Atop the mountain: Fry making impact in biking industry
Tim Fry had enough.
The avid cyclist and mountain biker had enough of fighting over litigation and wanted to pursue his passion.
Fry spent a year and a half traveling, looking for different opportunities — more specifically, sales.
“My wife’s family gave me the confidence to do it,” he said. “For me, coming from my background, this sounded crazy.”
“Part of it was being naive.”
The Mansfield, Ohio, native moved west to Grand Junction and became the owner of Mountain Racing Products.
That was nearly 13 years ago.
“Early on I made some mistakes,” Fry said. “I’ve learned from those mistakes. I try to surround myself with people better than I am. My job here is to run a company better every day.
“I know enough to be dangerous.”
Since then, Fry, 42, has expanded the bicycle parts manufacturer and is drawing attention to the Grand Valley around the biking world.
“We talked about things in the community we can do to embrace our outdoor industry,” Grand Junction Economic Partnership Executive Director Kelly Flenniken said. “A couple things came out. Outdoor businesses are loyal to the community they are born in. They tend to look to expand instead of relocate.
“He is a creative, outside-the-box thinker. He provides a fresh perspective and is able to give good insight (to the GJEP committee). He understands economic development.”
MRP has grown substantially under Fry’s leadership.
“I see a lot of things happening in the market,” Fry said.
“Product innovation is the reason for our growth. We’re out to develop innovative products.”
Forty-six percent of MRP’s sales are outside the U.S., Fry said. Twenty percent goes to bike manufacturers.
Two of the biggest bicycle companies in the world — Giant and Trek — are big customers of MRP.
When Fry purchased Mountain Racing Products in 2000, it was known as Bicycle Parts Specific.
At the time, Bicycle Parts Specific manufactured two products, one of which MRP continues to produce. The other was discontinued. Since then, MRP has added more products.
“I knew at the time our products wouldn’t take us where we need to be,” Fry said. “We had plans to develop new products.”
MRP has five brands: Power Grips, White Brothers, MRP, Kreitler and Tamer. The products include forks, suspension lines, chain guides, chain guards and drive trains.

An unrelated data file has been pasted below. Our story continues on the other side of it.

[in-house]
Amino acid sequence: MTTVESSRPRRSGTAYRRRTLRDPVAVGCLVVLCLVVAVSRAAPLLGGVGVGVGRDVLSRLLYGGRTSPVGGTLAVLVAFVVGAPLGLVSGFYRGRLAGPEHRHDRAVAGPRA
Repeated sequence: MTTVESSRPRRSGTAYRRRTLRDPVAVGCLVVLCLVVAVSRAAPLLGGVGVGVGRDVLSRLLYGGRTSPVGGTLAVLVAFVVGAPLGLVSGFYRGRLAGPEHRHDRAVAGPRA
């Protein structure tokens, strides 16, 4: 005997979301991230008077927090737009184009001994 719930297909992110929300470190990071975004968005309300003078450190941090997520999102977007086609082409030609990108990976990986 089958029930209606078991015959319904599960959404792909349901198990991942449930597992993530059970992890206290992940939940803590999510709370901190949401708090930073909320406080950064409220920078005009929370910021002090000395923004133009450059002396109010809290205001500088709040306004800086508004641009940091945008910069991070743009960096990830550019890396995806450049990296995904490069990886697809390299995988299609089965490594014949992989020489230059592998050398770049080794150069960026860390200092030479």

“There are a lot of little companies in the bike industry,” Fry said. “In 2001, we bought Kreitler and White Brothers. That was not the original plan, but the (economic) environment presented us those opportunities.
“When we bought in, we were downhill specific. Now, we are in cross country and all mountain bike riding.”
MRP made the first fork for mountain bikes with 29-inch wheels, the fastest-growing product line last year, Fry said.
One of them is named Loop after the Lunch Loop trails. MRP is in the process of making another fork called Ribbon — named after the Ribbon trail.
“We’re involved in a lot of niche markets,” Fry said. “The 29(-inch wheel) is a great example. We were the first to make a suspension fork for it. That helped the market grow for that bike.
“There was a lot of opportunity for growth getting the suspension mainstream.”
MRP had led the way in producing the 1x10 and 2x10 drive trains and has a patent on a bash guard to protect the chain.
The Kreitler rollers manufactured at MRP have become a popular tool for the U.S. Cycling team, Fry said.
“Kreitler is the Rolls-Royce of rollers,” he said. “Rollers improve balance, proficiency and efficiency. We’re even seeing more mountain bikers use the rollers.”
Fry has put together a research and development group to brainstorm new ideas to improve the mountain biking and road cycling experience. This select group meets twice a month to discuss ideas and test possible products.
“It’s more life experience,” Fry said. “We try to answer, ‘Does our product meet our target customer?’”
Ruby Canyon Cycles owner Ryan Cranston, a former employee at MRP, is a part of that group.
“Working with Tim has been fantastic,” Cranston said. “I’ve learned a lot about business. He’s really on top. He’s involved heavily in every aspect. He’s very involved in the product development. He understands it and wants to be a part of it.
“Because he understands all the stuff just like we do, he can easily see any problems that we do.”
Working with MRP has helped Cranston run his business.
“I think it helps a lot because I am able to have direct interaction with a large, enthusiastic consumer group in the bike shop,” Cranston said. “At MRP, we are a little bit removed from that because there is no direct interaction. We may talk to someone on the phone about it, but here I am with direct interaction. (That) is valuable, I think.”
Fry said Cranston has been more helpful since running a bike shop.
“His input is even better now because he is involved with customers every day,” Fry said. “I’m always looking for idea from the outside.
“I need a lot of good input to invest money to try and build a new component.”
MRP’s target customers include a vast group of riders, including downhill gravity riders and cross-country and endurance riders.
“Riders are changing the industry,” Fry said. “A lot more people doing things once seen as crazy are normal now.”